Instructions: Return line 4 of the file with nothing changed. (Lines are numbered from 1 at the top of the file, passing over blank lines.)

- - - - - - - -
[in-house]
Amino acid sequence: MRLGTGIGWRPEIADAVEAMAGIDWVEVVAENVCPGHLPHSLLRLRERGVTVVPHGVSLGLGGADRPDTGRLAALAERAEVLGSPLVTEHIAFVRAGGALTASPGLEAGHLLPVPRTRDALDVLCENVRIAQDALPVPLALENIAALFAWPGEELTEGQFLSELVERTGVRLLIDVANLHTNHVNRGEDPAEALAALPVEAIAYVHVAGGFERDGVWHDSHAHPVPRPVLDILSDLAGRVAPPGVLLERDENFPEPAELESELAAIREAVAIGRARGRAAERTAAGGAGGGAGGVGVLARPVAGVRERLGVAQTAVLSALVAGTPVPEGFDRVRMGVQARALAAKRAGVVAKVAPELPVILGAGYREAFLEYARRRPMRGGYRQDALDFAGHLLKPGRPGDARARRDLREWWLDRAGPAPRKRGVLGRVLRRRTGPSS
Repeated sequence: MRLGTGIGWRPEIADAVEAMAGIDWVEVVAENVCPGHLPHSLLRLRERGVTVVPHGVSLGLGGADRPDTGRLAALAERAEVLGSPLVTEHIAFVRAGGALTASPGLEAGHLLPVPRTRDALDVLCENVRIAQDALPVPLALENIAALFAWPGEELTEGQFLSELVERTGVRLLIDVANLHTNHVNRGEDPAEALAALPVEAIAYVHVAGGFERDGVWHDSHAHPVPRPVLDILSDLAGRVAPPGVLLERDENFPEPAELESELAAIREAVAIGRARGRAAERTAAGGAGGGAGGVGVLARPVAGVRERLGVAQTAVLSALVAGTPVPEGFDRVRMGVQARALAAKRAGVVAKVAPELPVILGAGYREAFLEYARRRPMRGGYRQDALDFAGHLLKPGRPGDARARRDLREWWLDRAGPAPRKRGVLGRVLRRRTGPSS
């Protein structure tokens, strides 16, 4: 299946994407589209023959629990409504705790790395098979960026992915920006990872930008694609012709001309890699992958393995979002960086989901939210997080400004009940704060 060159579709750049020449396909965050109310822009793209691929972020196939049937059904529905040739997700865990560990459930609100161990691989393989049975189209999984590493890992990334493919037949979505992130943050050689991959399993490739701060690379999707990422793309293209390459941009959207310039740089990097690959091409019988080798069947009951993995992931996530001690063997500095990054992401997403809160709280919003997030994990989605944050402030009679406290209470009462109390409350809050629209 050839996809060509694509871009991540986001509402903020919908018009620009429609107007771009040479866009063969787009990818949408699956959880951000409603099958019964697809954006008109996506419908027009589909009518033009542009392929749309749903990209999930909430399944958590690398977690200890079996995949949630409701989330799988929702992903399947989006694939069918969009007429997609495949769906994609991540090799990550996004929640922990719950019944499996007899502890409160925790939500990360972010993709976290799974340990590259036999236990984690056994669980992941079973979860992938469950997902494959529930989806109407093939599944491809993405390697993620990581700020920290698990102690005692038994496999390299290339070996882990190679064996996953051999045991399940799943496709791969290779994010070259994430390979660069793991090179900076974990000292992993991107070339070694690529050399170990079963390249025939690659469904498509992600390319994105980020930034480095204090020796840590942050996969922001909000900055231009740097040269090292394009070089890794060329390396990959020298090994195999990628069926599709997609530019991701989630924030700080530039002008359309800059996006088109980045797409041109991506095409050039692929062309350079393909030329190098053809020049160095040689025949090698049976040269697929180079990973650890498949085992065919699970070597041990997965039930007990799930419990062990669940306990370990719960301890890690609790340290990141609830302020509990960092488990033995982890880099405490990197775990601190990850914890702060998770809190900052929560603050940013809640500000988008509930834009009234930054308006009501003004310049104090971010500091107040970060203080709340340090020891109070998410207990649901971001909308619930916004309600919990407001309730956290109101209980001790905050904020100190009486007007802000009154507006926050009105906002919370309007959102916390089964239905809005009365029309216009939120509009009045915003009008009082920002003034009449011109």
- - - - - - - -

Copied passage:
């Protein structure tokens, strides 16, 4: 299946994407589209023959629990409504705790790395098979960026992915920006990872930008694609012709001309890699992958393995979002960086989901939210997080400004009940704060 060159579709750049020449396909965050109310822009793209691929972020196939049937059904529905040739997700865990560990459930609100161990691989393989049975189209999984590493890992990334493919037949979505992130943050050689991959399993490739701060690379999707990422793309293209390459941009959207310039740089990097690959091409019988080798069947009951993995992931996530001690063997500095990054992401997403809160709280919003997030994990989605944050402030009679406290209470009462109390409350809050629209 050839996809060509694509871009991540986001509402903020919908018009620009429609107007771009040479866009063969787009990818949408699956959880951000409603099958019964697809954006008109996506419908027009589909009518033009542009392929749309749903990209999930909430399944958590690398977690200890079996995949949630409701989330799988929702992903399947989006694939069918969009007429997609495949769906994609991540090799990550996004929640922990719950019944499996007899502890409160925790939500990360972010993709976290799974340990590259036999236990984690056994669980992941079973979860992938469950997902494959529930989806109407093939599944491809993405390697993620990581700020920290698990102690005692038994496999390299290339070996882990190679064996996953051999045991399940799943496709791969290779994010070259994430390979660069793991090179900076974990000292992993991107070339070694690529050399170990079963390249025939690659469904498509992600390319994105980020930034480095204090020796840590942050996969922001909000900055231009740097040269090292394009070089890794060329390396990959020298090994195999990628069926599709997609530019991701989630924030700080530039002008359309800059996006088109980045797409041109991506095409050039692929062309350079393909030329190098053809020049160095040689025949090698049976040269697929180079990973650890498949085992065919699970070597041990997965039930007990799930419990062990669940306990370990719960301890890690609790340290990141609830302020509990960092488990033995982890880099405490990197775990601190990850914890702060998770809190900052929560603050940013809640500000988008509930834009009234930054308006009501003004310049104090971010500091107040970060203080709340340090020891109070998410207990649901971001909308619930916004309600919990407001309730956290109101209980001790905050904020100190009486007007802000009154507006926050009105906002919370309007959102916390089964239905809005009365029309216009939120509009009045915003009008009082920002003034009449011109």